Rare separately-issued profile view / sea chart of St. Helena, published by Johannes Van Keulen in Amsterdam, circa 1735.
This fine sea chart provides a remarkably detailed topographical perspective view of the northern side of the island, from Zuykerbroods punt (Sugar Loaf Point) to Paarde-wyde-hoeck (Southwest Point). The view is centered on Munden's Fort, the site of Jamestown, while a numbered key identifies the numerous fortifications and and batteries, while the sea includes extensive soundings and other notes.
St. Helena is a small island in the South Atlantic lying strategically along the main shipping route from Europe to the Cape of Good Hope, and as such for over 500 years it has acted as a refuge for mariners. While discovered by the Portuguese in 1502 and claimed by the Dutch in 1633, the English were the first to settle the island in 1659. St. Helena was considered to be the property of the English East India Company, and by the time this chart was made it had 1,100 residents (1723 census). The island was the most important revictualling point for British traders en route to India and East Asia, such that detailed sea charts like the present maps depicting the appraoches to Jamestown, the island's only harbor, would have been of considerably value during their time. Later on, St. Helena was of course famous as Napoleon Bonaparte's place of exile from 1815 to 1821.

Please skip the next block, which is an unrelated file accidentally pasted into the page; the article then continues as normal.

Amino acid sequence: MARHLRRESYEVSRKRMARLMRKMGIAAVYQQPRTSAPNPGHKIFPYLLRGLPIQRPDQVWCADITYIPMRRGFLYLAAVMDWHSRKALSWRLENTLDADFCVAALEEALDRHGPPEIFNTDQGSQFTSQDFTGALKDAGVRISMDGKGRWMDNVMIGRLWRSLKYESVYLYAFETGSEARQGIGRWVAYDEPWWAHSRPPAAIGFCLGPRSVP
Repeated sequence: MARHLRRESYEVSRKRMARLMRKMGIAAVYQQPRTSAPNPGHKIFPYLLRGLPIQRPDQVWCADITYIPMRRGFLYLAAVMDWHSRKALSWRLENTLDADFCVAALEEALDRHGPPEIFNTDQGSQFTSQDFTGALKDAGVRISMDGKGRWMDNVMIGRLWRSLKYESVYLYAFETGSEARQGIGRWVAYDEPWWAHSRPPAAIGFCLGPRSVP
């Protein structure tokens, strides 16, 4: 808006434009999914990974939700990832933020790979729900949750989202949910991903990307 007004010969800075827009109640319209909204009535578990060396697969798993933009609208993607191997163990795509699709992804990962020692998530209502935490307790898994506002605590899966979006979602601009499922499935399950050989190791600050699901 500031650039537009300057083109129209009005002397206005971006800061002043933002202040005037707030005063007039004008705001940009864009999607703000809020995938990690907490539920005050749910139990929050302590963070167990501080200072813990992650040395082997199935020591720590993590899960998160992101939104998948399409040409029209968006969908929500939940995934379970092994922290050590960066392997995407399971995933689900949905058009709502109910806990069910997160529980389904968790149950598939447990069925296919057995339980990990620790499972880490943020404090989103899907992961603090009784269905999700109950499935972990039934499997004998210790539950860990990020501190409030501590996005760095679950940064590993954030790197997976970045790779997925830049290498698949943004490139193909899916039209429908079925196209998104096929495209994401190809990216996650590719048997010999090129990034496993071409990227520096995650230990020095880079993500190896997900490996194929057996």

The chart is exceedingly rare, as is the case with most separately-issued sea charts from this period. We find mention of it listed as a separately issued map in G.D. Bon's Bijdragen Tot Eeene Geschiedenis Van Het Geslacht "Van Keulen" (Amsterdam, 1885), at page 18, within the Section entitled 'Atlassen en Kaarten . . . 1678-1757'.